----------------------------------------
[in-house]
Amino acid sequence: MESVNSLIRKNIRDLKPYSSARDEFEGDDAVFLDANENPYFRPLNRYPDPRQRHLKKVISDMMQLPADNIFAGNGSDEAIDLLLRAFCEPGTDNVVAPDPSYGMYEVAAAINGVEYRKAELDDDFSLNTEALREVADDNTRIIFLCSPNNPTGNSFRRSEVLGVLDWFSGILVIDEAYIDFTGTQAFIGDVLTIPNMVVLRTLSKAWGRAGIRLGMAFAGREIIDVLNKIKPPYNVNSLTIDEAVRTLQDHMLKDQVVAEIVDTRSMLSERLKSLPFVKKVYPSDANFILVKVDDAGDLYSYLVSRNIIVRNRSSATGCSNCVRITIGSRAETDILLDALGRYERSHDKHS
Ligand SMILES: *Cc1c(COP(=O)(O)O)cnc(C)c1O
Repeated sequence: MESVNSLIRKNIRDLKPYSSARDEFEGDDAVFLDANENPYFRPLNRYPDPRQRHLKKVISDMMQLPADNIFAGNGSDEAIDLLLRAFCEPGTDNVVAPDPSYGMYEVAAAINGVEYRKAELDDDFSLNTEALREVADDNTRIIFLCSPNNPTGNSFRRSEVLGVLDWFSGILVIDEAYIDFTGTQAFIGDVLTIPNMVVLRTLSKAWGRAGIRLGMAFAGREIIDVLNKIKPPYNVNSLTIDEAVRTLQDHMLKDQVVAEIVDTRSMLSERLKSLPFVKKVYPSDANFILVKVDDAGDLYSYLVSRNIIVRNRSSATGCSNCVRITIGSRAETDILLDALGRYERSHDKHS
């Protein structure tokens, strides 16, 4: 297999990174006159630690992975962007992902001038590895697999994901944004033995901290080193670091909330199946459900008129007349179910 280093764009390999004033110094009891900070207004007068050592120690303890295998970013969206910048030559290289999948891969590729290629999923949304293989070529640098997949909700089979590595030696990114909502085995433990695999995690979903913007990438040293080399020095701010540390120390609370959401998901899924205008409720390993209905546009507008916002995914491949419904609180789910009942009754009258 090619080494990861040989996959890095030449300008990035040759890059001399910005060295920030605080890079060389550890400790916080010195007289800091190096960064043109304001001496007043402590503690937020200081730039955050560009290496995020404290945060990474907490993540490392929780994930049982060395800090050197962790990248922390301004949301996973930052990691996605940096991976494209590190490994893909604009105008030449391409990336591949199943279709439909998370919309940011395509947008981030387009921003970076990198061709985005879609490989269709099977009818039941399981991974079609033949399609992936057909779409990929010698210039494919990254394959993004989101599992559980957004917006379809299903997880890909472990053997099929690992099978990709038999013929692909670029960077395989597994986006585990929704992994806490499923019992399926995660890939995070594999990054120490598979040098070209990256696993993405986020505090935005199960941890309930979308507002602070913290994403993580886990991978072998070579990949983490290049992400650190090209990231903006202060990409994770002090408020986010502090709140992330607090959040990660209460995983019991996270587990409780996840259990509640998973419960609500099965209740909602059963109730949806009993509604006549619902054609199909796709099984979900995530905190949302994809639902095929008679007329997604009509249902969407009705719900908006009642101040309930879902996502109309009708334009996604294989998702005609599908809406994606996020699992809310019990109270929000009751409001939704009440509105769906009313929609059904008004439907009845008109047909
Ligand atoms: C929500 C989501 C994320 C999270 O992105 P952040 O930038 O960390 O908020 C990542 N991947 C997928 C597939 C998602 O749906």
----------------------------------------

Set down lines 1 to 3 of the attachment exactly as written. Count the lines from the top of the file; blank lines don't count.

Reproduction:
[in-house]
Amino acid sequence: MESVNSLIRKNIRDLKPYSSARDEFEGDDAVFLDANENPYFRPLNRYPDPRQRHLKKVISDMMQLPADNIFAGNGSDEAIDLLLRAFCEPGTDNVVAPDPSYGMYEVAAAINGVEYRKAELDDDFSLNTEALREVADDNTRIIFLCSPNNPTGNSFRRSEVLGVLDWFSGILVIDEAYIDFTGTQAFIGDVLTIPNMVVLRTLSKAWGRAGIRLGMAFAGREIIDVLNKIKPPYNVNSLTIDEAVRTLQDHMLKDQVVAEIVDTRSMLSERLKSLPFVKKVYPSDANFILVKVDDAGDLYSYLVSRNIIVRNRSSATGCSNCVRITIGSRAETDILLDALGRYERSHDKHS
Ligand SMILES: *Cc1c(COP(=O)(O)O)cnc(C)c1O